I get that non-theater people, like the Wally’s Auto Lube mechanic who asked me to “please, knock it off already,” may not feel the same way about my baby. But theater people are supposed to get it. We share a secret language. And yeah, this is their first musical for most of them, so I get they’re not fluent yet, but every time I translate, they look at me in this sort of dead-eyed way. Which makes it pretty obvious.
They all think my baby is ugly, and they have no idea how to break it to me.
Yet somehow I keep hoping I might still win them over.
Holding in a sigh of despair, I glance back down to the pit.
“Okay, Conductor, hit it.”
Frozen in our places, we wait out a long moment of silence. Or there should be silence—except someone’s phone goes off. Most people would quickly silence it and apologize. Instead I hear a soft, “Hey, I can’t really talk right now.”
“No phones on stage!” I screech the words like someone just barely holding on to the last shreds of their sanity.
“Wow. Lose it much?” someone whispers to my left. A chorus of giggles follow.
Here’s another problem. These people make me feel old. Old like my tenth-grade music teacher, Mrs. Phazo, who was only a few years away from retirement and used to constantly mutter, “I don’t understand any of you.”
Of course I’m not old. Yeah, I turned thirty a few months back. But thirty isn’t old. It’s not, because I’m not old. Old people have mortgages and children and other things I don’t even know enough about to list because of my extreme youthfulness.
But…the cast is exceptionally young. Twenty-two is the median age. Our Daddy Warbucks just turned twenty. At the little party we had for him, one of the girls pulled me aside to drunkenly whisper, “Not sure if you know, but he totally has a thing for older women.” It didn’t even occur to me that I was the older women, until she squealed, “He’s so into you!”
Damn it. Why is there no music?
“It’s the Hard Knock Life” begins to play.
What happens next is ugly. Like the opening sequence to Saving Private Ryan, it’s horrifying and disorientating. The choreography seems to have been taken more as a general suggestion of how one might wish to move their body. I have to dodge and weave like a prize fighter just to keep from getting knocked out by one girl’s unpredictable twirling broom and another’s series of kickboxing moves.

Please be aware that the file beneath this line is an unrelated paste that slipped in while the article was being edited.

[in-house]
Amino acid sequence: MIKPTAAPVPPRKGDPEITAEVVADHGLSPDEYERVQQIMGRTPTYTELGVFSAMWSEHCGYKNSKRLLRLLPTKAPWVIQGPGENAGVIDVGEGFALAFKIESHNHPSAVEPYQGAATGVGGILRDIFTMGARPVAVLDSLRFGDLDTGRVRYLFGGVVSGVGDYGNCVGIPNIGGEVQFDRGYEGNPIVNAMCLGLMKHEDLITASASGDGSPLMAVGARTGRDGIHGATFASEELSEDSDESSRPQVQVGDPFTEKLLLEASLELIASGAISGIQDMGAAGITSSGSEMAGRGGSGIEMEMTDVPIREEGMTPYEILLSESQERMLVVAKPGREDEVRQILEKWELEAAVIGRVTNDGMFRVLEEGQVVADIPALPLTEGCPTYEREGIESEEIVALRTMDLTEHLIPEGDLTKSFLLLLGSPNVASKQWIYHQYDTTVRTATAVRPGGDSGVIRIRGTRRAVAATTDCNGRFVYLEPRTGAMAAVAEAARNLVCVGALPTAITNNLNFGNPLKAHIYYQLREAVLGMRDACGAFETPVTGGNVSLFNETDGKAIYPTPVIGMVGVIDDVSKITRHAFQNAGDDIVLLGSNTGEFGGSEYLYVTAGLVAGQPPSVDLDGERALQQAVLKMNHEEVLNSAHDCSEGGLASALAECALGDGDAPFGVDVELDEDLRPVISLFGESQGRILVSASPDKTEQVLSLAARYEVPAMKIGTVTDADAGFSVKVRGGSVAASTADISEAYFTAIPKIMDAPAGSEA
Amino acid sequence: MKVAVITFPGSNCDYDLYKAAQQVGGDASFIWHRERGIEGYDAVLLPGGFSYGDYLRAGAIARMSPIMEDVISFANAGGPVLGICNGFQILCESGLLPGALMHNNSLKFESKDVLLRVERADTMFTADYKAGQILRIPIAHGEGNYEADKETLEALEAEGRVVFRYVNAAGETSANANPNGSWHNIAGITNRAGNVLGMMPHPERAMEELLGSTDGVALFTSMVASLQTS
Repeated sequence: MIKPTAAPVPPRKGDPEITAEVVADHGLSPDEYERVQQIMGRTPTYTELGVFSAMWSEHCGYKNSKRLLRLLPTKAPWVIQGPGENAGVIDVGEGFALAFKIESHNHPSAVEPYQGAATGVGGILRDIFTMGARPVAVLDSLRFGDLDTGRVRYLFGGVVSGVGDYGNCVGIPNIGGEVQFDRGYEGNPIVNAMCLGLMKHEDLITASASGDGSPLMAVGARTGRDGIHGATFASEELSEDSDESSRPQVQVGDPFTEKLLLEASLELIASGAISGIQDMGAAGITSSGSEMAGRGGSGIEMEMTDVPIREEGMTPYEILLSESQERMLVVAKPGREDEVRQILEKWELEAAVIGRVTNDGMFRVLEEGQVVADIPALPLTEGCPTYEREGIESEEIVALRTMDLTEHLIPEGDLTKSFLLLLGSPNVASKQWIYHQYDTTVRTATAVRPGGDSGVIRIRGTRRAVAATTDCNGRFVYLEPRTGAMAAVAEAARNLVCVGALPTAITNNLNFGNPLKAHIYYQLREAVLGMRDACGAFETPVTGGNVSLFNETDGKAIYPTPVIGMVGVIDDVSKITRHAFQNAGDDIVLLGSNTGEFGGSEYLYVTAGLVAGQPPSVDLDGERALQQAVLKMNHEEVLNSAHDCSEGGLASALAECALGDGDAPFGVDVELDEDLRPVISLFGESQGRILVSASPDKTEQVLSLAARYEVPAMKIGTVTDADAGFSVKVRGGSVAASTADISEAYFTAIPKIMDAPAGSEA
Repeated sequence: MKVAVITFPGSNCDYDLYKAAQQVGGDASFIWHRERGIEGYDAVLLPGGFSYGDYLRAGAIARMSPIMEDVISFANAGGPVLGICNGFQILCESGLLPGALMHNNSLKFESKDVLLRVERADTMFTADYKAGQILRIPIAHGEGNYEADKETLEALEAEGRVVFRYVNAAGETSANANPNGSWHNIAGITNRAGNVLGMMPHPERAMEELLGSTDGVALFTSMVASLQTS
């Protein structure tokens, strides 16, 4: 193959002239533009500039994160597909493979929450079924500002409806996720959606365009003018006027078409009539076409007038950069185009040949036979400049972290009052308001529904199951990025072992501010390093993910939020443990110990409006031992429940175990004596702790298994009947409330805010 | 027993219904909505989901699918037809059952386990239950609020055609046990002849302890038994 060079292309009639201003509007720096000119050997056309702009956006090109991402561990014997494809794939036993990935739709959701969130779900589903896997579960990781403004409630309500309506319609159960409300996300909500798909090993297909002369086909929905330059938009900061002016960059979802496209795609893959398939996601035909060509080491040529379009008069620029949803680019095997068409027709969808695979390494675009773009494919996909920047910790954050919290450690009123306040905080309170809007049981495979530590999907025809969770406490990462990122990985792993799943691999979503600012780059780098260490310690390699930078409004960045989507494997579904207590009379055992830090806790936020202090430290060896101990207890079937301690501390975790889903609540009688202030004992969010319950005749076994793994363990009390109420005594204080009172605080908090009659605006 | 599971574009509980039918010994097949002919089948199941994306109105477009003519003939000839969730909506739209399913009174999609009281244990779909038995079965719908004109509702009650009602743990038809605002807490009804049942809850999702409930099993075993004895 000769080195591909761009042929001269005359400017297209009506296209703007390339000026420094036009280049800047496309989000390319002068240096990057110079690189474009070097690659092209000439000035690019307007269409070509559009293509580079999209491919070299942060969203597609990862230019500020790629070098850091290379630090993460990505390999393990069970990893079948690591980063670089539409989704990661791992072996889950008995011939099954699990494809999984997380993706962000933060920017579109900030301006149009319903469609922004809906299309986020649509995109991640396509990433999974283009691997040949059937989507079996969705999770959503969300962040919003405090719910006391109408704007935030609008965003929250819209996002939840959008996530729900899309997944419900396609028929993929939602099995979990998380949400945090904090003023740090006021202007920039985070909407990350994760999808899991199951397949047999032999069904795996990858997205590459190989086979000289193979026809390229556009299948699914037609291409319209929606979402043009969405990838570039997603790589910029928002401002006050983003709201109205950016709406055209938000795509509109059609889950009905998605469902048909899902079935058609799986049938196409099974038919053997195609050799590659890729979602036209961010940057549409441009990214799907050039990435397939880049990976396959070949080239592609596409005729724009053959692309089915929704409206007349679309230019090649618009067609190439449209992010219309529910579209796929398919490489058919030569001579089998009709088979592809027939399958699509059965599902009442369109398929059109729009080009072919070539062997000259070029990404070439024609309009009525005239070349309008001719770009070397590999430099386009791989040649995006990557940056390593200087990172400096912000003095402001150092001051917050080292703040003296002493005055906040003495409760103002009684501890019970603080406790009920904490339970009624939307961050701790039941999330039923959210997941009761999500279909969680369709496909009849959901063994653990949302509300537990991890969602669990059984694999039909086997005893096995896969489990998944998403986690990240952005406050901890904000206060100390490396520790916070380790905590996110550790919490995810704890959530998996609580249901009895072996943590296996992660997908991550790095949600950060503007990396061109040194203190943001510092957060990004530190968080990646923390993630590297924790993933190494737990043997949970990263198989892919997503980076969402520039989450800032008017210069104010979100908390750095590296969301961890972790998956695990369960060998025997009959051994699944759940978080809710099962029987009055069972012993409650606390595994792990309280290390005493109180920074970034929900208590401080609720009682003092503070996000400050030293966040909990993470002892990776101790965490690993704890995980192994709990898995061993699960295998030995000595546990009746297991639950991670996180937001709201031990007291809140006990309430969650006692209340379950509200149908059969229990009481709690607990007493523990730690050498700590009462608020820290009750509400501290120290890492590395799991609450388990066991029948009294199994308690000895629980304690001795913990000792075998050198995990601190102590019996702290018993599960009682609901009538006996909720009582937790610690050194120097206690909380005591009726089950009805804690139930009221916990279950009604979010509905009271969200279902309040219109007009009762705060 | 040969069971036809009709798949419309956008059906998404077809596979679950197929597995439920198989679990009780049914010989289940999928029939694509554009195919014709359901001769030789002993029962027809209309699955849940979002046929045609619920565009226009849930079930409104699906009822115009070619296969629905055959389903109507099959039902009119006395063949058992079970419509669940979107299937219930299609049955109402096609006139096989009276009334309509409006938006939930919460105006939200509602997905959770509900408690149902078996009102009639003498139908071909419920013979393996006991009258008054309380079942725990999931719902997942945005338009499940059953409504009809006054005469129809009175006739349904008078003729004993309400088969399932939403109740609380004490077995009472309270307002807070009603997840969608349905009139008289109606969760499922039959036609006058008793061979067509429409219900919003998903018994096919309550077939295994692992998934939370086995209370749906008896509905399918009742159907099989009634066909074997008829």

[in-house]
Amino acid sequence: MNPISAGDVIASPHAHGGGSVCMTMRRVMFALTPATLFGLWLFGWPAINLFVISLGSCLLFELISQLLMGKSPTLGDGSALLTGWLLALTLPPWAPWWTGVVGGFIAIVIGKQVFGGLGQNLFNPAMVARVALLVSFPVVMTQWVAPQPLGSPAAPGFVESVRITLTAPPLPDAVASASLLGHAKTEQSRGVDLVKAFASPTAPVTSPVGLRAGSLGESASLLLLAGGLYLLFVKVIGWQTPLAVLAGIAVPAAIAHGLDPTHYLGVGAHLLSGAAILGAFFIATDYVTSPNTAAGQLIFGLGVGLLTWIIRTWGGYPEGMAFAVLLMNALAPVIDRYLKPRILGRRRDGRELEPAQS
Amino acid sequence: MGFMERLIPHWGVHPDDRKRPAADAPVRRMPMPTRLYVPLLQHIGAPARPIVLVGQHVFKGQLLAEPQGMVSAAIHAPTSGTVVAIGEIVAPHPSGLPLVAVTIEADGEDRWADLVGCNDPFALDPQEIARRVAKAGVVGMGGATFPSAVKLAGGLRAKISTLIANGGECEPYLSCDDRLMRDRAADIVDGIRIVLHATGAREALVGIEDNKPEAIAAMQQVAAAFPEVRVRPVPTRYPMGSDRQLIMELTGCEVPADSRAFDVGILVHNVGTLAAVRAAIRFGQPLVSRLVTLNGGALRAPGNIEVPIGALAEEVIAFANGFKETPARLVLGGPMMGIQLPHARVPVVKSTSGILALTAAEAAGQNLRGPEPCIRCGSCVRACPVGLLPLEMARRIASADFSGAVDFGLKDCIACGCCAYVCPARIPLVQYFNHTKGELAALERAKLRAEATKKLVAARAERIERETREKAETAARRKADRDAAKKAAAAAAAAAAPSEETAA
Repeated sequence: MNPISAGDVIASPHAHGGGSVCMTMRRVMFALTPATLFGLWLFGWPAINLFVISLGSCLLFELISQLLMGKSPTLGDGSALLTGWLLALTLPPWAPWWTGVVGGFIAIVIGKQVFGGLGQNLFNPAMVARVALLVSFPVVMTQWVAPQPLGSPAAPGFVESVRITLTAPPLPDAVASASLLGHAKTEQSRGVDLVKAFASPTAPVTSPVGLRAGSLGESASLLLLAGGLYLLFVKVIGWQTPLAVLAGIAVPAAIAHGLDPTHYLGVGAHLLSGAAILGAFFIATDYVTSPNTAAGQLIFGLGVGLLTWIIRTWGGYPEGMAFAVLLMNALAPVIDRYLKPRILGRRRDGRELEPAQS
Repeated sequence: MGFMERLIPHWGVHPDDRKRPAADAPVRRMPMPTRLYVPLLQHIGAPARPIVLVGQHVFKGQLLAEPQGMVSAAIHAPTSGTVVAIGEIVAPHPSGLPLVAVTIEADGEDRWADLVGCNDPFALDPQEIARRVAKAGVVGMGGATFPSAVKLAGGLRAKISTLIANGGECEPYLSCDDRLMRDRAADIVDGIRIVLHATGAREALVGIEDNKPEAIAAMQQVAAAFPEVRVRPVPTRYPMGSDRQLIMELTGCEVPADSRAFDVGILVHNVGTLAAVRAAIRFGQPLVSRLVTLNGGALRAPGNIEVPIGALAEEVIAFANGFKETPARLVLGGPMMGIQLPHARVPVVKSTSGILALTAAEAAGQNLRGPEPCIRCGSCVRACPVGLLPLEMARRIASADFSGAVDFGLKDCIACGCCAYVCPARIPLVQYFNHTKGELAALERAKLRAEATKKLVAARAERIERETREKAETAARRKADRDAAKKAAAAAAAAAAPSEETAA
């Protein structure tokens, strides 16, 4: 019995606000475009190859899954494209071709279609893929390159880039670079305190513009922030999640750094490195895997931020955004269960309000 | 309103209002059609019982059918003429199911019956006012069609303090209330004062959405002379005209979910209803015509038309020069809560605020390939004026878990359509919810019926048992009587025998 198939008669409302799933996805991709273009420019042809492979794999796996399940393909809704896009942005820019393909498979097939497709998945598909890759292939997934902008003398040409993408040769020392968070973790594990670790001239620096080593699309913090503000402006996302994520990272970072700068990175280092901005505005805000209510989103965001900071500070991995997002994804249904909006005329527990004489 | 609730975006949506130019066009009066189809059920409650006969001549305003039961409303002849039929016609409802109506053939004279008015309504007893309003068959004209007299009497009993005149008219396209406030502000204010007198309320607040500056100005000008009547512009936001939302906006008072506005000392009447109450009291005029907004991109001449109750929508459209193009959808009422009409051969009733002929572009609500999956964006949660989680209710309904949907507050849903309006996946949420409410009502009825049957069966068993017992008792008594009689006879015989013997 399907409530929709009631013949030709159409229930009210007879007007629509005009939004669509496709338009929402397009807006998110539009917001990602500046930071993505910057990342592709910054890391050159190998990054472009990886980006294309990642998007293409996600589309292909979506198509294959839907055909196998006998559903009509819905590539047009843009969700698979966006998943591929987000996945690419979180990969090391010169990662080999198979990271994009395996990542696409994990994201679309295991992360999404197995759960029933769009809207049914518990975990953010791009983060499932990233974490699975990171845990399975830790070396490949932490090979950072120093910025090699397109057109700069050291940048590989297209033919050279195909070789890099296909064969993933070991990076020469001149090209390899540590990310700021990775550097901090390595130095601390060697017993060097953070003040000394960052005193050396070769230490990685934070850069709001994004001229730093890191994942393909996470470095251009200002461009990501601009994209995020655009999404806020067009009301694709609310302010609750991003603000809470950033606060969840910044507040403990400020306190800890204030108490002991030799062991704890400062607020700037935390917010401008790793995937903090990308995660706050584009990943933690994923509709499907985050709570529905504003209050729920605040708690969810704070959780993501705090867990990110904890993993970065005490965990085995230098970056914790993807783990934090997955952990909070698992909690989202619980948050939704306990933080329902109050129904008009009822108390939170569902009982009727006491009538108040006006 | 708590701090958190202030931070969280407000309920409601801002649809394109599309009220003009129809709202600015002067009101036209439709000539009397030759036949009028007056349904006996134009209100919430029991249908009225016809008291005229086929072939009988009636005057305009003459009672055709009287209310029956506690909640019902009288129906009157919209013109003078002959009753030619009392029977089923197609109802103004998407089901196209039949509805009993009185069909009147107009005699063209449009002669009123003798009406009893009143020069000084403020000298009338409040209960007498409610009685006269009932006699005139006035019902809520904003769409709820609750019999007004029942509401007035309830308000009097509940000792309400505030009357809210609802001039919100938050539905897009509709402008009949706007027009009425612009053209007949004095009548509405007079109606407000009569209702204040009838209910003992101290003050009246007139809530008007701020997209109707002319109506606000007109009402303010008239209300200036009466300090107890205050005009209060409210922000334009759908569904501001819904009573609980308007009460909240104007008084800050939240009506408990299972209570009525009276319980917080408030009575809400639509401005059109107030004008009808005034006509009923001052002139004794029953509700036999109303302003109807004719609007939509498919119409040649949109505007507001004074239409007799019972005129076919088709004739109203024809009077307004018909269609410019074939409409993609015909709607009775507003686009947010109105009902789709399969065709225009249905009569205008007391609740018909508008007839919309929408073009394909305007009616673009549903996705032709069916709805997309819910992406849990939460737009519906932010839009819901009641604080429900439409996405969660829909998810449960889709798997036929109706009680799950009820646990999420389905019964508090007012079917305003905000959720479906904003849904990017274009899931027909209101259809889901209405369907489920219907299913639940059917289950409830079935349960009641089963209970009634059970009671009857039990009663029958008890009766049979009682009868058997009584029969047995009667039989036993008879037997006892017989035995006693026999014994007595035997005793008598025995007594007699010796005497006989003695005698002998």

As the last note fades, it’s all I can do not to throw my head back and howl. Unclenching my jaw, I force a smile onto my face instead. A smile full of warmth and genuine affection.
It’s fake. Of course it’s fake.
But it looks real, and that’s because I am a professional actress. Well, a professional amateur. As professional as someone who never gets paid can be.
Not many people can claim to have performed in community theater shows in seventeen of the fifty states and in forty-one cities. Okay, cities may be generous. Towns. Villages. Once I was Fannie Brice in a production put on by the County Line Theater Company. So I’ve run the gamut.
Some of those shows were bad. None were as awful as this. Somehow I landed myself in an actual shit show. But when you’re sorta the director, you can’t say that. So I turn the smile up a few notches instead.
“Great job, everyone. Let’s take five.”
Retreating backstage, I pull two ibuprofen and my cell phone from the back pocket of my jeans. Almost immediately the phone rumbles. Two more missed calls from my mom since the last time I checked, and one text message delivered in her usual low-key way:
JENNA! CALL ME! IT’S IMPORTANT!! LOVE YOU! MOM!
My mother’s idea of important is debatable. As just a recent example: JENNA! WE GOTTA TALK ASAP ABOUT THIS NEW SEXTING THING THE KIDS ARE DOING. SPOILER ALERT. US OLD PEOPLE CAN DO IT TOO! ;)
I stash my phone away again. Whatever Mom wants, it can wait.
If only this day was so easily dismissed.
I jerk my wig off and massage my aching scalp, my fingertips searching out the spaces between the bobby pins, trying to convince the headache that started behind my eyes to, if not retreat, then at least slow its advance. I’m tempted to find a corner and grab a three-minute standing nap. Years of chronic sleep problems have made me a pioneer in a field I’ve dubbed extreme catnapping.
Instead I step off the stage and stride up the aisle, past the empty rows of plush red seats. I glance up at the curving edge of the balcony, struck anew by the size and grandeur of this place. It’s not often I get to play a house this big.
Reaching the back, I turn around. There’s that classic proscenium arch framing the empty stage, all lit up and waiting for someone—me—to walk across it, find their mark, and sing.
Even after years and years of doing this, my chest goes tight. The dopamine hit fades quickly though, leaving behind a bone-deep weariness. And with it the question that won’t leave me alone.
Is the show shit because of me? Have I lost it? Did I ever even have it?
Trying to shake it off, I push open the double doors that lead to the lobby.
Stella, the producer and other half of our co-directing team, is pacing back and forth on the black-and-white tiled floor, cell phone pressed to her ear as she hollers into it. “I’m gonna call the ACLU. Have you ever heard of freedom of speech? Have you, huh? What about artistic expression? Is that a new one for you too? Well, you better look ’em up, because we’re not going down without a fight.”